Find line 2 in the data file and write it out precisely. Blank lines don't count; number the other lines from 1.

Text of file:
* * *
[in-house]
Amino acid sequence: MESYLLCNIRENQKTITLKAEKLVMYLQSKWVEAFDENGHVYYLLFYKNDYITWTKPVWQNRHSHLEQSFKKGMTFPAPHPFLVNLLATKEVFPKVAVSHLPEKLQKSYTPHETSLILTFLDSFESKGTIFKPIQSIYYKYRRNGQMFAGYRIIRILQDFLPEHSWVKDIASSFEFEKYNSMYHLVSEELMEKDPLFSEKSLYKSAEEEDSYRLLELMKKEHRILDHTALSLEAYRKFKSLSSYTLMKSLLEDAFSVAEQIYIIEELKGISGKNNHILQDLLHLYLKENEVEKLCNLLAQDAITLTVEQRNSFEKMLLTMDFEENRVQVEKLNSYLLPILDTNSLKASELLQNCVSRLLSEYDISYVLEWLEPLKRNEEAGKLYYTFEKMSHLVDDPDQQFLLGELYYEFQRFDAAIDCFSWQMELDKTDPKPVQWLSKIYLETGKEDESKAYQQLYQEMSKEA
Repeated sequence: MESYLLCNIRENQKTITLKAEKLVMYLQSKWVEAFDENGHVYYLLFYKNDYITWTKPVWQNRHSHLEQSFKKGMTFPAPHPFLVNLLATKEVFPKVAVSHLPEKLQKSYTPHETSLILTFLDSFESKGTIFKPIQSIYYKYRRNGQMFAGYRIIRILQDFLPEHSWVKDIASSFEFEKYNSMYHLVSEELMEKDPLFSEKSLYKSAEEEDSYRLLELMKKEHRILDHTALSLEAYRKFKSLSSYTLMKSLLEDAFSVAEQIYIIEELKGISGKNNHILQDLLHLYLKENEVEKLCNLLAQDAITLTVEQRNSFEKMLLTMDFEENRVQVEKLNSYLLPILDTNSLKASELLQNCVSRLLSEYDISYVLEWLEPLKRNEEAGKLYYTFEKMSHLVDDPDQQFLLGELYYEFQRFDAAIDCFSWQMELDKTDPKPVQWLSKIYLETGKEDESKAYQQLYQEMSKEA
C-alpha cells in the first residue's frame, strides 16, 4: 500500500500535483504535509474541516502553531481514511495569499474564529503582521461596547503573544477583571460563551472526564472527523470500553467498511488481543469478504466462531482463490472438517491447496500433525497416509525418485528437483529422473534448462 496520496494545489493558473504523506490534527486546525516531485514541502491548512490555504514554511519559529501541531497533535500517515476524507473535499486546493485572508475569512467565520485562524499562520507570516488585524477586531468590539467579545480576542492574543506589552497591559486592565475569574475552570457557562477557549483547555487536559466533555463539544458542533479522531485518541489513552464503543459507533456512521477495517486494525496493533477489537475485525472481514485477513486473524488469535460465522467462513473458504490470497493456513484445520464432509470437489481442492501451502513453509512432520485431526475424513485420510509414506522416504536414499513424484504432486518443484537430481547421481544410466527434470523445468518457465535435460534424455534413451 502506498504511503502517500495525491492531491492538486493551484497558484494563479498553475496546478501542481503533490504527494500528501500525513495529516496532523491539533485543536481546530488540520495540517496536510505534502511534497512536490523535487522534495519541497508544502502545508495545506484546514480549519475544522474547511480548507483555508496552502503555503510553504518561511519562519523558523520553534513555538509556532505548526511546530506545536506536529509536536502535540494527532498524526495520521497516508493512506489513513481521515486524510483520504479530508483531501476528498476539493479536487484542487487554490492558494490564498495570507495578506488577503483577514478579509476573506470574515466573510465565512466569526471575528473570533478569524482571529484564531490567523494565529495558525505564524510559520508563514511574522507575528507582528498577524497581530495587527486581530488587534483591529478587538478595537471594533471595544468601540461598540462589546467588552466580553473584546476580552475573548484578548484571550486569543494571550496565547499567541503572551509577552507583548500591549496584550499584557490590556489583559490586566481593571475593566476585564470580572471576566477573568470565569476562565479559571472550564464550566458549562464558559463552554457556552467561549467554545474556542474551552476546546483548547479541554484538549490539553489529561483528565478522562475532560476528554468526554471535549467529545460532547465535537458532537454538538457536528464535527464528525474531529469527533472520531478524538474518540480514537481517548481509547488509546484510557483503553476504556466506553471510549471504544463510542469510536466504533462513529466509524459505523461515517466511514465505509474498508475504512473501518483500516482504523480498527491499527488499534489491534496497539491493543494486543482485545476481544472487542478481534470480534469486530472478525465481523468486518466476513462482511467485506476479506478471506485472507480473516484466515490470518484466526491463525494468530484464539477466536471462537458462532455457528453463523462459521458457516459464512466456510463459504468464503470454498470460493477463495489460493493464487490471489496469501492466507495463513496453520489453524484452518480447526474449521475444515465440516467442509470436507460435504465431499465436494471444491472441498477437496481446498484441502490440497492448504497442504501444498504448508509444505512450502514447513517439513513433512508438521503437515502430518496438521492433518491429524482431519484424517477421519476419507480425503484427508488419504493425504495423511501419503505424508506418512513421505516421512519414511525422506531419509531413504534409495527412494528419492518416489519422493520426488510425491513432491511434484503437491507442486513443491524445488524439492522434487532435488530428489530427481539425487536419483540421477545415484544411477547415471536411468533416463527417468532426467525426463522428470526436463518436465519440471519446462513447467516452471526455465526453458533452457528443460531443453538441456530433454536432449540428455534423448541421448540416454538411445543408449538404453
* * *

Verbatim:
Amino acid sequence: MESYLLCNIRENQKTITLKAEKLVMYLQSKWVEAFDENGHVYYLLFYKNDYITWTKPVWQNRHSHLEQSFKKGMTFPAPHPFLVNLLATKEVFPKVAVSHLPEKLQKSYTPHETSLILTFLDSFESKGTIFKPIQSIYYKYRRNGQMFAGYRIIRILQDFLPEHSWVKDIASSFEFEKYNSMYHLVSEELMEKDPLFSEKSLYKSAEEEDSYRLLELMKKEHRILDHTALSLEAYRKFKSLSSYTLMKSLLEDAFSVAEQIYIIEELKGISGKNNHILQDLLHLYLKENEVEKLCNLLAQDAITLTVEQRNSFEKMLLTMDFEENRVQVEKLNSYLLPILDTNSLKASELLQNCVSRLLSEYDISYVLEWLEPLKRNEEAGKLYYTFEKMSHLVDDPDQQFLLGELYYEFQRFDAAIDCFSWQMELDKTDPKPVQWLSKIYLETGKEDESKAYQQLYQEMSKEA